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New Barclays CEO C.S. Venkatakrishnan takes the helm amid a sweeping digital shakeup

New Barclays CEO C.S. Venkatakrishnan, widely known as Venkat, has taken the helm at Barclays, after outgoing Chief Executive Jes Staley resigned on November 1 amid an ongoing dispute with financial regulators over how he described his ties with convicted sex offender Jeffrey Epstein. He joins as outgoing CEO Staley emphasised the “imperative for Barclays to continue investing in new digital architecture” in the bank’s annual report — a digital overhaul is being led by Group CIO Craig Braight, who joined the bank from Australia’s WestPac in October 2020 and who has won plaudits for his efforts to champion women in technology working at the bank.

New Barclays CEO C.S. Venkatakrishnan joins as Barclays continues to prioritise what it described in its 2020 annual report as “less capital intensive, technology-led, annuity businesses” with key challenges described as delivering a “better, more digital bank for consumers and small businesses… finding further efficiencies through technology and automation, and creating new business models and partnerships based on digital engagement.”

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Like most High Street banks, Barclays remains challenged by technical debt and has been struggling to catch up with the capabilities of more digitally native banks — it only rolled out the ability to provide “enhanced payment alerts, and… itemised digital receipts” in 2021 (the latter via a partnership with Fintech Flux) for example and can be regularly spotted recruiting for mainframe engineers: approximately 30% of the banks’ products meanwhile are still not available via a digital channel. Yet the new Barclays CEO joins a bank in robust health, having just reported record quartely profits (before tax) of £6.9 billion and investing substantially in modernising.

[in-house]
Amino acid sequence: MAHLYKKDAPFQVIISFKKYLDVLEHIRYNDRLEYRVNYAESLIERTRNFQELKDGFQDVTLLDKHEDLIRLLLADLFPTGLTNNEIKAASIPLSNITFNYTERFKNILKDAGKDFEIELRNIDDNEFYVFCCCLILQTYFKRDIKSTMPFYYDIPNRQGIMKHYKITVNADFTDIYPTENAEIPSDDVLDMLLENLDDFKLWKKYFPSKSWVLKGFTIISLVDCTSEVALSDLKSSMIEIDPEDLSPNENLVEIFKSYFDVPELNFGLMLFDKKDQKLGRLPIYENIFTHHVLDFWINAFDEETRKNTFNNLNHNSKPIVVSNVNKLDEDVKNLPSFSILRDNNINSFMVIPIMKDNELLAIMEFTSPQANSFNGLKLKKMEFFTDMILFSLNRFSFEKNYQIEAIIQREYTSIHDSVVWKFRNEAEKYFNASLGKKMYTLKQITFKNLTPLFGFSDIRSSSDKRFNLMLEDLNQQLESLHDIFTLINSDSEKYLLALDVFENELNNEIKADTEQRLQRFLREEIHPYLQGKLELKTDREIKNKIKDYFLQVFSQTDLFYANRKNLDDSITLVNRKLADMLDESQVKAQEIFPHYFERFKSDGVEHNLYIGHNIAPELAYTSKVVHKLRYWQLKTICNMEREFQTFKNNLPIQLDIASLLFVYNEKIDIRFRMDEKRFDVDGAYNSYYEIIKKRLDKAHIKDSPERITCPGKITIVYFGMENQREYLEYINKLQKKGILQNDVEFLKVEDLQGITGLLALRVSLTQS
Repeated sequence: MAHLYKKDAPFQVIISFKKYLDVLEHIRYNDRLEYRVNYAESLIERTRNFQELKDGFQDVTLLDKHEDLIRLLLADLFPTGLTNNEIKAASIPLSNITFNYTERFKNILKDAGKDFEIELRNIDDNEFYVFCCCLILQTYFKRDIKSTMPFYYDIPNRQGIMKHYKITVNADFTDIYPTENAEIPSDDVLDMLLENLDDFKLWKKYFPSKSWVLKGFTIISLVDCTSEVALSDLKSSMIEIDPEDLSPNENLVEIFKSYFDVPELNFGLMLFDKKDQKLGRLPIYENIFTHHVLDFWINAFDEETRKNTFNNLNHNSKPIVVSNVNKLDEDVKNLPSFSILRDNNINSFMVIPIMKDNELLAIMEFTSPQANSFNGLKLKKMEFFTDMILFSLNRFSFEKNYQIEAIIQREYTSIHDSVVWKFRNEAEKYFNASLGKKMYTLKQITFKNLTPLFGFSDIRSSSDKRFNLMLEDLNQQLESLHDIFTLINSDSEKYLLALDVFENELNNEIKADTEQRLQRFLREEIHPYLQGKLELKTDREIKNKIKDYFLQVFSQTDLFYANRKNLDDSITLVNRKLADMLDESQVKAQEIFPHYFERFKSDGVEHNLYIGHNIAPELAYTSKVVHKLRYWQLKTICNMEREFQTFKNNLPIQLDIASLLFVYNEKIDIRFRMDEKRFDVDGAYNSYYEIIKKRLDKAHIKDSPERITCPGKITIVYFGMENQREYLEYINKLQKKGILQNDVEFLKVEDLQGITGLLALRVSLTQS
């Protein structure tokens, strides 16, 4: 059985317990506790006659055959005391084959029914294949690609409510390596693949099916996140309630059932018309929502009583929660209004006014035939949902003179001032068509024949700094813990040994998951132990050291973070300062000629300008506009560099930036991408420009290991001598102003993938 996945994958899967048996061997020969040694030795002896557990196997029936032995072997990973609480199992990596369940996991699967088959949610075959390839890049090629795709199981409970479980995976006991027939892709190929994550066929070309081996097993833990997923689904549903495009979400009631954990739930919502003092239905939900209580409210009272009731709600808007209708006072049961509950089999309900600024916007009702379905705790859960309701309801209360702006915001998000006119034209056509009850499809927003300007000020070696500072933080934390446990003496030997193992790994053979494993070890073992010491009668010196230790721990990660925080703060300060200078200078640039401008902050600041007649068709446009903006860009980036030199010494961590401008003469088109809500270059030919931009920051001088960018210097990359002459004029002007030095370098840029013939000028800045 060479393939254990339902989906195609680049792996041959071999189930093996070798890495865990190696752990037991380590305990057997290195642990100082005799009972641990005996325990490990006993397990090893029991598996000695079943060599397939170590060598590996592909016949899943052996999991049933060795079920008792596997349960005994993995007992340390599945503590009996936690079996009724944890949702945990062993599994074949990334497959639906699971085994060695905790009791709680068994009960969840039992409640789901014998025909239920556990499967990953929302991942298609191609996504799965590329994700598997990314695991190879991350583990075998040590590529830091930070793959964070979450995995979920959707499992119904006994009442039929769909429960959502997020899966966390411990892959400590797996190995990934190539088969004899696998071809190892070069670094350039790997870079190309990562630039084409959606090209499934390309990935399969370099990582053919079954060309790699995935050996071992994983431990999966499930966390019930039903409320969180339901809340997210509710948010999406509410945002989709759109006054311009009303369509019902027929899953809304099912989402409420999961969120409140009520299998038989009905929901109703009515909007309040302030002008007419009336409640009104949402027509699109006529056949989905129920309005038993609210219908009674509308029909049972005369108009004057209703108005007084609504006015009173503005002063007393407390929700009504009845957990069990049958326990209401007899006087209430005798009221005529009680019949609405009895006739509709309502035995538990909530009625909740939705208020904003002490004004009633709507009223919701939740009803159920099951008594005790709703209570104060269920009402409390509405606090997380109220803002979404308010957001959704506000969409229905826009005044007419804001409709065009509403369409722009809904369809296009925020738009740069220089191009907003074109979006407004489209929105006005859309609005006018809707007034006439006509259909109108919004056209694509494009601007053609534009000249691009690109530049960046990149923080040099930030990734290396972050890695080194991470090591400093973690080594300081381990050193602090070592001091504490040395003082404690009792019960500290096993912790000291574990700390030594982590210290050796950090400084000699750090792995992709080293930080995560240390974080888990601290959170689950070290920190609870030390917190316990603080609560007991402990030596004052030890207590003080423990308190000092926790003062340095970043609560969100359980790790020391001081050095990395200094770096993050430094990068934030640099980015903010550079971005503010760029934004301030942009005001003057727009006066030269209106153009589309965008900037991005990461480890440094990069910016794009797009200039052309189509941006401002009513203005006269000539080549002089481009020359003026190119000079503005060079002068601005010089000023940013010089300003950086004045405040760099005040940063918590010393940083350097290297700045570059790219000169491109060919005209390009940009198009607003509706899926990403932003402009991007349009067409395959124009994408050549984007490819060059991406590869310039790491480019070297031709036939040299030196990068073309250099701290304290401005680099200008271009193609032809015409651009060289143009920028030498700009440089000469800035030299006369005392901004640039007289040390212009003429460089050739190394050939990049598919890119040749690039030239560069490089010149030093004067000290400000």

(Its Q3, 2021 earnings include a charge of £266 million, in part due to “costs associated with the discontinued use of software assets” as it tackles technical debt, and it has cut operational costs by 6% year-on-year.)

See also: JPMorgan’s Global CIO Lori Beer joins The Stack to talk tech talent, resilience, and hybrid architectures

Former JPMorgan executive Venkat pledged in a LinkedIn post today (November 9) to stay focussed on building up “a leading international corporate and investment banking business, a strong UK and US consumer franchise, and a growing payments business” while using Barclays’ “expertise to help the transition to net zero, and… build a more diverse organization”. (He started by “acknowledging the tremendous job Jes Staley did in transforming the organisation and the hard work of all my colleagues” — he was recruited by Staley and has been at the bank for six years, most recently as Global Head of Markets, previously leading Risk as CRO.

The new CEO, who carries a reputation for geniality and a rare combination of capabilities across both risk/regulation and the technicalities of trading, has a reputation for prescience.

In March 2012, as Bloomberg earlier reported, just weeks into a senior risk job at JPMorgan, his team “flagged the potential for $6.3 billion of losses from a murky derivatives trade in London” — an analysis reportedly dismissed as “garbage” by the risk officer at the JPMorgan department responsible for the trades. The trading strategy his team had spotted did indeed implode in style, giving rise to a $6.2 billion loss for JPMorgan by the so-called “London Whale”. A US Senate investigation later said losses would have been avoided if the Whale’s unit had heeded Venkat’s warning, noting: “The CIO, traders, risk personnel, and management discounted the CRM’s [a key risk metric] warning. They simply did not believe that [they] could be risking a $6.3 billion loss. By the time Mr. Venkatakrishnan prevailed upon [them] to accept the accuracy of the bank’s CRM model, it was too late.”

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